We finally took him seriously when one morning the boys discovered a huge slash in the curtain. Upon questioning, our youngest explained that almost every night he saw what appeared to be a large hand coming toward him as though to strangle him. Therefore, as a form of protection he started sleeping with a pocketknife under his pillow. That night in question he decided to strike out at “the hand,” thus slashing the curtain.

What was scaring these children? Why the two younger ones? And why only at night? These were just some of the questions that swirled in our heads.

Slowly the pieces came together.

In relating the various incidents to our nearest neighbor, Mom discovered that the original owners had often engaged in occult practices and rituals, holding lodge meetings and séances at late hours in the night. The neighbor told stories of different individuals coming and going at various times of the day and night, and of strange, sometimes terrifying, otherworldly sounds coming from the house.

How naive and innocent we had been! There was so much that we didn’t know.

When we first moved in, we never knew what those drawings on the walls, of circles with crosses and other frightful-looking animals in the middle, meant. We simply erased them and removed the strange-looking artifacts found in and around the house. Nor did we understand why our neighbor was so emphatic when she told us to throw away and never, ever, open the many bottles filled with red-, green-, and blue-colored liquid that we uncovered while “digging for treasure” around the house.

 It was always a mystery to us why the house seemed to be a haven for all creatures “great and small”—from bats and owls that made their nocturnal rounds inside the house to occasional snakes, as well as many scorpions and house lizards, that acted as if they owned the place, not us. We, however, took it all in stride, thankfully never being hurt by any of these creatures, especially the scorpions. Somehow we thought this was normal country living.

 “For thine is the kingdom . . .”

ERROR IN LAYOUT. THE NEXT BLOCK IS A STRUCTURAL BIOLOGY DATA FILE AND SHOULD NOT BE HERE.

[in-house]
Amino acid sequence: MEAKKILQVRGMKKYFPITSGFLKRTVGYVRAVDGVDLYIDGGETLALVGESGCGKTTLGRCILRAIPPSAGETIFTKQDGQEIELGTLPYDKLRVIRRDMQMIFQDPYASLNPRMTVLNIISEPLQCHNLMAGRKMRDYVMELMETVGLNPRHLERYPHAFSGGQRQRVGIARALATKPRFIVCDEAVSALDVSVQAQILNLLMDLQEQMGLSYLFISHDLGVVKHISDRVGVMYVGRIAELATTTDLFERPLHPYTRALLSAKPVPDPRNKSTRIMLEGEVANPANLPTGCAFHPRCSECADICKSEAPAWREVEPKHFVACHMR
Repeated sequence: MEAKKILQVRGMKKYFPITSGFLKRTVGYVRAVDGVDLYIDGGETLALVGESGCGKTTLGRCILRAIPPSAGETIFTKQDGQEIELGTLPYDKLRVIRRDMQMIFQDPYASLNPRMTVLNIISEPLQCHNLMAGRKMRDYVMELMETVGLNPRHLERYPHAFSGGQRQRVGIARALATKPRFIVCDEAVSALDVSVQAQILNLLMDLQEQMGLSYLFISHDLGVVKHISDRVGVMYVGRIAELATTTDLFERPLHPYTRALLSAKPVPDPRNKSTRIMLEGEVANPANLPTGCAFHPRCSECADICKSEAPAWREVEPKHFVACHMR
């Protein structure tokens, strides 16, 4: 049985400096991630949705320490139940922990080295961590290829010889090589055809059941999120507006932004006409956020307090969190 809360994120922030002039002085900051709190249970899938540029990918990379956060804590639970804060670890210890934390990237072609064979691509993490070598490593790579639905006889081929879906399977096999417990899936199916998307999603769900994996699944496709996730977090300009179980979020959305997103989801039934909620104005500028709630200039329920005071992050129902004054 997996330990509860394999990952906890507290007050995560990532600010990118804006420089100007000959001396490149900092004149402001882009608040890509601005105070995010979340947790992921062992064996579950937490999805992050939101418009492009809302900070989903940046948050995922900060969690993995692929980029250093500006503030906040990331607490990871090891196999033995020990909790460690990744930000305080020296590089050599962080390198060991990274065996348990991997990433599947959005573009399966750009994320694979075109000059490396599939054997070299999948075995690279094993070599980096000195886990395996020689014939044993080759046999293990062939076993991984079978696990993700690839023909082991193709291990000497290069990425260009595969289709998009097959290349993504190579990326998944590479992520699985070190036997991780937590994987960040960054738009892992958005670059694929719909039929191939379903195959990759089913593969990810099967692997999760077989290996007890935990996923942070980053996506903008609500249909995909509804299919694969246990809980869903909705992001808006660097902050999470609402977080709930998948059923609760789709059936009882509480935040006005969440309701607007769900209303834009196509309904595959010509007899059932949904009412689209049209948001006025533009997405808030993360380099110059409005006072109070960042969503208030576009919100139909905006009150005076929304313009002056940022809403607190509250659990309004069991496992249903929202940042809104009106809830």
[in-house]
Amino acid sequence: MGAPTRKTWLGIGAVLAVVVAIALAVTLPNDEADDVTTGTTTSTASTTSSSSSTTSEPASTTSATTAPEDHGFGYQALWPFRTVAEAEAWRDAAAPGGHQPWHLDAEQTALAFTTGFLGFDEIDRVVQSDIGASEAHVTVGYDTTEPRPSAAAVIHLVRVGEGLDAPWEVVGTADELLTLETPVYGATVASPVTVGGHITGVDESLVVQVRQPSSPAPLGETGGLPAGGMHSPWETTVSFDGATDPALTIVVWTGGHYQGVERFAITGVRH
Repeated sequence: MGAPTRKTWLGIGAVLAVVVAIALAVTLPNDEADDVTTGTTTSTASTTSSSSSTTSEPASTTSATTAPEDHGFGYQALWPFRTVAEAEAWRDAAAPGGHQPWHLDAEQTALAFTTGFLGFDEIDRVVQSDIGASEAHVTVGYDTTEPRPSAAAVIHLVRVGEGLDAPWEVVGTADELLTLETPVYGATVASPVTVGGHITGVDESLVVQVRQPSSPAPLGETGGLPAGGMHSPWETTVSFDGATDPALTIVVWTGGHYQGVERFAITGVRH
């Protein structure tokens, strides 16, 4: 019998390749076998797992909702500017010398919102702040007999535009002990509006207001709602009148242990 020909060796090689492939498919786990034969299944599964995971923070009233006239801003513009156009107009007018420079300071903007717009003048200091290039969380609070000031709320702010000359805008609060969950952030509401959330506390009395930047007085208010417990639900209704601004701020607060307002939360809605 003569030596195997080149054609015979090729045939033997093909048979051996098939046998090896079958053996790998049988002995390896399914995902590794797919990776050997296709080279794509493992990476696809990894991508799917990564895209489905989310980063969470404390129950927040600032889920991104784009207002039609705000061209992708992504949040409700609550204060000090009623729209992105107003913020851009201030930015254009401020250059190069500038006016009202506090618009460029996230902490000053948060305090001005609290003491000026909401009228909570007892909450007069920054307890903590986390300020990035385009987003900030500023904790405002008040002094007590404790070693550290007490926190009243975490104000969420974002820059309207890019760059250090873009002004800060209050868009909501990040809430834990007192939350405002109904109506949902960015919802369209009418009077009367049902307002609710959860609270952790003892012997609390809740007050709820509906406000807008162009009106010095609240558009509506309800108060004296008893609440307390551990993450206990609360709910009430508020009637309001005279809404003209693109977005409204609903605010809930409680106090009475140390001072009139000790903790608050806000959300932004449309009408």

The drawings, the vials of colored liquid, and the various creatures all meant something, but only to those who fully engaged in the other world.

I thank God my parents did not fall into that category. They never raised an alarm—or gave a name to the terrifying incidents. They realized that we were not wrestling against “flesh and blood, but against principalities, against powers . . . in high places” (Eph. 6:12, KJV). They decided to intensify the spiritual atmosphere in the home; we would be awakened very early every morning, rain or shine, for family worship, and end the day with more of the same, especially on Friday evenings.

 My parents had an awesome, powerful, personal prayer life in which they presented each one of us before the Lord. My dad would have his personal devotions around 4:30 a.m., and Mom at some point during the day when we were at school. Their prayers, like a huge blanket, cloaked us, the innocent, who had been exposed to the elements of evil. This led to the inevitable triumph over the powers of evil, for in a short time the “fright night” and “nocturnal visitations” declined in frequency and intensity, until they ceased altogether. In fact, things became so normal that my youngest sister was born in that house.

These unpleasant experiences, however, did not dampen our enjoyment of living in a setting in which we were free to roam, explore, and enjoy the bounties of the earth—if only for a short time. By God’s grace the younger ones, to this day, have not suffered any ill effects from having lived in “the valley.” My mom summed it up best when she said, “It was truly God’s mercy and His blessings that brought us through those difficult years.” “ . . . and the power, and the glory, for ever. Amen” (Matt. 6:9-13, KJV).